Process Improvement is an exciting time for many people within an organization; we have new knowledge and are energized to tackle the challenges facing our organization. We want to demonstrate our abilities and reward the leadership decision that resulted in our training. However, for others within the organization the process of changing will be difficult, their workplace will be going through upheaval and they may experience frustration in their day-to-day efforts. The process improvement experts are an easy target for these frustrations and need to be mindful of how their approach to their supervisors, peers and colleagues will affect the organizations overall goals. Remembering to maintain perspective, respect those whom you are interacting with, demonstrating humility, engaging in active listening and limiting “Last Place” references will go along way to a successful outcome from leading your first improvement team as a newly trained Green or Black Belt.


Over the years I have led, reviewed, analyzed or taken part in many improvement programs, both in my roles for companies and as an EFQM (European Foundation for Quality Management) Assessor. Looking back on my time I have tried to think of the crucial questions that I would suggest leaders ask themselves before starting on their journey (first hint!)

I am not offering this as a panacea for preventing all problems but I do believe in the carpenters idiom ‘measure twice, cut once’ and therefore propose these as some ‘measuring time’ before you start cutting!

Question 1: Do I really think that I can change the world in 3 months?

‘Of course I do, how do you think I came to be in charge of this facility, business etc? I make things happen and this initiative will be no different!’

History tells us that whilst short term actions can lead to some gains, in the world of sustained continuous improvement then it is the long term strategies that keep delivering.

Reviewing failed change initiatives (and there are thousands to choose from!) will all show that unrealistic expectations of what can be delivered in a short time leads to lack of continued focus and active participation. It seems more to be ‘well that didn’t work — what quick fix can we try next?

Reviewing successful change programs (and they are out there if you look!), shows that If you truly want to develop and embed continuous sustainable improvement then stop thinking of weeks or months and start thinking about how you will support and sustain it over the coming years.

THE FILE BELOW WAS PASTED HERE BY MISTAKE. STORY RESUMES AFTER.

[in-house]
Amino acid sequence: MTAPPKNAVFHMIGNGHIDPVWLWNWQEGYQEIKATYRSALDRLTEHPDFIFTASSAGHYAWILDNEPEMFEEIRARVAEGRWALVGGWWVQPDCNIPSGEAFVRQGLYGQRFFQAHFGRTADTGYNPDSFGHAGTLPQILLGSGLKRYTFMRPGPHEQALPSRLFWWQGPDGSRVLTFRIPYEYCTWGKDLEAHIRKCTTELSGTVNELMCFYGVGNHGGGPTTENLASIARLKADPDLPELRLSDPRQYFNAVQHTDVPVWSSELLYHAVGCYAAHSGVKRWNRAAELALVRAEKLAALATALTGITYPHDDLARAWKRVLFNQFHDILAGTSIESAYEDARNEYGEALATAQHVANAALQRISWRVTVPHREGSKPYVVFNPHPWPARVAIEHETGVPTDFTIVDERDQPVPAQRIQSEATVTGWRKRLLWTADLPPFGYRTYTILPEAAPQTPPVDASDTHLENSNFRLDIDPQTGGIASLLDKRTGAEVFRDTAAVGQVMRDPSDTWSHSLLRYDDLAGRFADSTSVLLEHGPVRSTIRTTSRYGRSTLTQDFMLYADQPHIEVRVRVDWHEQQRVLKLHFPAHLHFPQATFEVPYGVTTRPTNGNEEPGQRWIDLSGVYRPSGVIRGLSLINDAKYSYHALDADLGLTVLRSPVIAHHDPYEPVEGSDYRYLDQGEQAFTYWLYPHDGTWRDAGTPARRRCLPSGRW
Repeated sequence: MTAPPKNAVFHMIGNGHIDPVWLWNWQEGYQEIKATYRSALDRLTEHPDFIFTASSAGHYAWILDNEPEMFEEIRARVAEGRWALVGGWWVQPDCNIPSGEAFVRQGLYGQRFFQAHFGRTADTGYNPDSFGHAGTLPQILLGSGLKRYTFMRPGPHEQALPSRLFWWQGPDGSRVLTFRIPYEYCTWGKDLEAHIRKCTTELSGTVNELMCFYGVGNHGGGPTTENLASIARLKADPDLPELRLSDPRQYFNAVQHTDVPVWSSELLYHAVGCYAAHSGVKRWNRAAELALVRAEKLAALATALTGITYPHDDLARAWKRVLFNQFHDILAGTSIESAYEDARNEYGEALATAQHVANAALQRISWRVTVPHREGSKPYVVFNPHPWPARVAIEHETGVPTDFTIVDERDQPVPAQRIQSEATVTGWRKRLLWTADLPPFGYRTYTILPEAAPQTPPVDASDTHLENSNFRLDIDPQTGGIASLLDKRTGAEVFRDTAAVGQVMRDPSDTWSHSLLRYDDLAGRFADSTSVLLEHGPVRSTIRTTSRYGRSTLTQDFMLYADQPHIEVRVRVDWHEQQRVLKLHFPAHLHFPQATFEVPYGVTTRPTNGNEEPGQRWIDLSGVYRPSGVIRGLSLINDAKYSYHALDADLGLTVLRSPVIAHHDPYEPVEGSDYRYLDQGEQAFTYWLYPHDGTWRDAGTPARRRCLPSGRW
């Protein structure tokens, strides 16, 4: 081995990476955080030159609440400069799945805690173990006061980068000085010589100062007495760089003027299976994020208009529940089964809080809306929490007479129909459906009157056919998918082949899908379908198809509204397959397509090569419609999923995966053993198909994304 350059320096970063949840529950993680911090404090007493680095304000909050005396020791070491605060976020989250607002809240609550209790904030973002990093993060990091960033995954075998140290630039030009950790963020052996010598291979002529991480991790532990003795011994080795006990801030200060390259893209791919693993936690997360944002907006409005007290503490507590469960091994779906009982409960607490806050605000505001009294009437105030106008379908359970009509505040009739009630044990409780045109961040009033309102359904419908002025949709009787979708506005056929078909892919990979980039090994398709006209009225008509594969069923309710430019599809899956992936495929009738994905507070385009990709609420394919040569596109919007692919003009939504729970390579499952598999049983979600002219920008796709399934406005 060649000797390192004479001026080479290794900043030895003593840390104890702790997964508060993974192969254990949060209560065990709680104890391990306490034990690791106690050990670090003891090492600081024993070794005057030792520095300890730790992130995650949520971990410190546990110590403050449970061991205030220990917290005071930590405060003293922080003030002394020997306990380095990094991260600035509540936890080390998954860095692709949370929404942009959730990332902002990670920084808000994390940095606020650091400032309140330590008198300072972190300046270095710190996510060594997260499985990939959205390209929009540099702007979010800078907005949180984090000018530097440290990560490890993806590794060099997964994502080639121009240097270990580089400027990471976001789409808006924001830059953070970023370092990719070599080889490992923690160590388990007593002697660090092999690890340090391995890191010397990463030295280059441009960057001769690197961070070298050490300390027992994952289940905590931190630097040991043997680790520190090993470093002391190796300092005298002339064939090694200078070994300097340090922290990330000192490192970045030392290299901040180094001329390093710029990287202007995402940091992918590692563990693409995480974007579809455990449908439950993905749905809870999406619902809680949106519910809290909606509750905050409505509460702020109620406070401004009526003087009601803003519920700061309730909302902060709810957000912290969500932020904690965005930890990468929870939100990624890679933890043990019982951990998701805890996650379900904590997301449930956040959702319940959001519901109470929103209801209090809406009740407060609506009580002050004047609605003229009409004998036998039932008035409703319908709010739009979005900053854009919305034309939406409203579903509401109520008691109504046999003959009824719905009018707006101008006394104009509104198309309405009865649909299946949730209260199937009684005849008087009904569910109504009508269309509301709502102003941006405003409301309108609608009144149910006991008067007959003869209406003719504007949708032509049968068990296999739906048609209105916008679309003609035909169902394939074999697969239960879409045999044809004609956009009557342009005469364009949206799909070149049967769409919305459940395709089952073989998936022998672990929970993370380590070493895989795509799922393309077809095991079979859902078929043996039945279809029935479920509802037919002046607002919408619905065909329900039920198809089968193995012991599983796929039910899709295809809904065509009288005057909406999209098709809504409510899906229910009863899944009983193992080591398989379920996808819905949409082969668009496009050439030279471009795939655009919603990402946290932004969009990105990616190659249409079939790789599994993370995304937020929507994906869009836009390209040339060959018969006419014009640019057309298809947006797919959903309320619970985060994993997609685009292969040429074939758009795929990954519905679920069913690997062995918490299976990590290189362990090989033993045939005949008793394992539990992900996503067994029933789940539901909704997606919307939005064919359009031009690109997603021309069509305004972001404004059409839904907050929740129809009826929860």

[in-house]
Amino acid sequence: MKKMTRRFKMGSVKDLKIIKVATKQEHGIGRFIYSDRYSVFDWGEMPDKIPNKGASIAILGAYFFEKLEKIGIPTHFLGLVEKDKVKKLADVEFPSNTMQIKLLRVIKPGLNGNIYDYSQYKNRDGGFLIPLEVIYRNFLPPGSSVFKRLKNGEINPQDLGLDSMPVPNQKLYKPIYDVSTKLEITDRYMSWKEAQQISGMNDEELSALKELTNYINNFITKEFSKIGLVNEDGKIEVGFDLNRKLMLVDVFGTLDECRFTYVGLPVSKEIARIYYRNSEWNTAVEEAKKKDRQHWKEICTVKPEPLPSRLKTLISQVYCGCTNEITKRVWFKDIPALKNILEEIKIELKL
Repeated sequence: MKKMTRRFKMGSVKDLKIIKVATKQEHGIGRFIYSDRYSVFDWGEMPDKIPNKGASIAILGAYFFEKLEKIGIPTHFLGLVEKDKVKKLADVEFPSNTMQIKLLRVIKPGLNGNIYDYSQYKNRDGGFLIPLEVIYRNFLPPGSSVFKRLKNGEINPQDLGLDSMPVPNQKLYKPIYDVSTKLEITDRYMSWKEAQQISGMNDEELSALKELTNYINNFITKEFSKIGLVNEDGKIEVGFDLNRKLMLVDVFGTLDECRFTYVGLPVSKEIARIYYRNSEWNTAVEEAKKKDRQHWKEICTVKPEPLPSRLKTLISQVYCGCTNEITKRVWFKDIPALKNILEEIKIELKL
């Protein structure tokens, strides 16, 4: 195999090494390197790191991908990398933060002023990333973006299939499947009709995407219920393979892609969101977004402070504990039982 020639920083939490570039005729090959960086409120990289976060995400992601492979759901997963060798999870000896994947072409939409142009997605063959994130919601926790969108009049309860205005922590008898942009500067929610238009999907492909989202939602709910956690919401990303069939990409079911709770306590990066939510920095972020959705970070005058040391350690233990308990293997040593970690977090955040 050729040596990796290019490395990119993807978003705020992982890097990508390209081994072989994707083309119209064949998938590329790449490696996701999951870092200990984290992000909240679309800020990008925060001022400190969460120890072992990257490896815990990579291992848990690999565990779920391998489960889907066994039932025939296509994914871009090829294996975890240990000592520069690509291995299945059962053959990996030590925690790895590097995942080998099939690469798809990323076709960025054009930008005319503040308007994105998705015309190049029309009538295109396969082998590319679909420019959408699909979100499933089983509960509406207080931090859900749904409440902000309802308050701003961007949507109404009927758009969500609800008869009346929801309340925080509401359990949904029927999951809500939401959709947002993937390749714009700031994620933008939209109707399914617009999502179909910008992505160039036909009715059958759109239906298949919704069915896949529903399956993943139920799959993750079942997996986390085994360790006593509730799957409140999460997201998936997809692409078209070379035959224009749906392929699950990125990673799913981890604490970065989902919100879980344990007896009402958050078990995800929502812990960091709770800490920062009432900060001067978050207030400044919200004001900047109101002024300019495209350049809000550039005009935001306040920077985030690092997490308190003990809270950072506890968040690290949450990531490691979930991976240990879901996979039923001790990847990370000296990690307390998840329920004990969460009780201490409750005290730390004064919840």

Question 2: Do I really have the time/interest/determination to see this through in the long term?

‘What do you mean do I have the time interest and determination to see this through? I will tell my team what is expected, delegate to them and sit back and wait for the improvements or benefits to flow’.

Any serious review of failed change initiatives shows that the number 1 cause of failure is a lack of focused and active support from senior management. With all of the other pressures on leaders/managers from day to day pressures there is a constant threat of putting improvement on the back burner.

Using the quadrants of time from Stephen Covey’s excellent book, the 7 Habits of Highly Effective People, it is clear that continuous sustainable improvement is firmly in quadrant 2 — important but not urgent. Therefore, unless it is constantly reviewed, nurtured and proactively supported then your improvement initiative will quickly fade into the background as you continue to focus on quadrant 1 — urgent and important (fire fighting)

Question 3: Have I got the right people with the right skills, tenacity and time to lead this activity across the business?

‘Of course I have, they have all been hand picked to ensure that they can deliver to tight deadlines and do as they have been told’

Another one of the crucial elements of effective implementation of change is ensuring that you have the right blend of skills and abilities in your team to meet all of the required needs. Thinking about the skills set out by Belbin, it is clear that having only one set of characteristics in your team is a recipe for real problems. As someone who has had the experience of working with a senior management team (in a previous company) where 6 out of the 7 team members were Shapers (highly motivated — and opinionated — task leaders) then I can tell you that is a real eye opener in how not to get things followed through!

In your team you will need a senior champion who has the vision, character and abilities to support the initiative through all stages/phases of the program. It is highly likely that they will need to be full time on this program if you really mean to succeed. They will not be someone who it will be comfortable to spare but is likely to be one of your key players.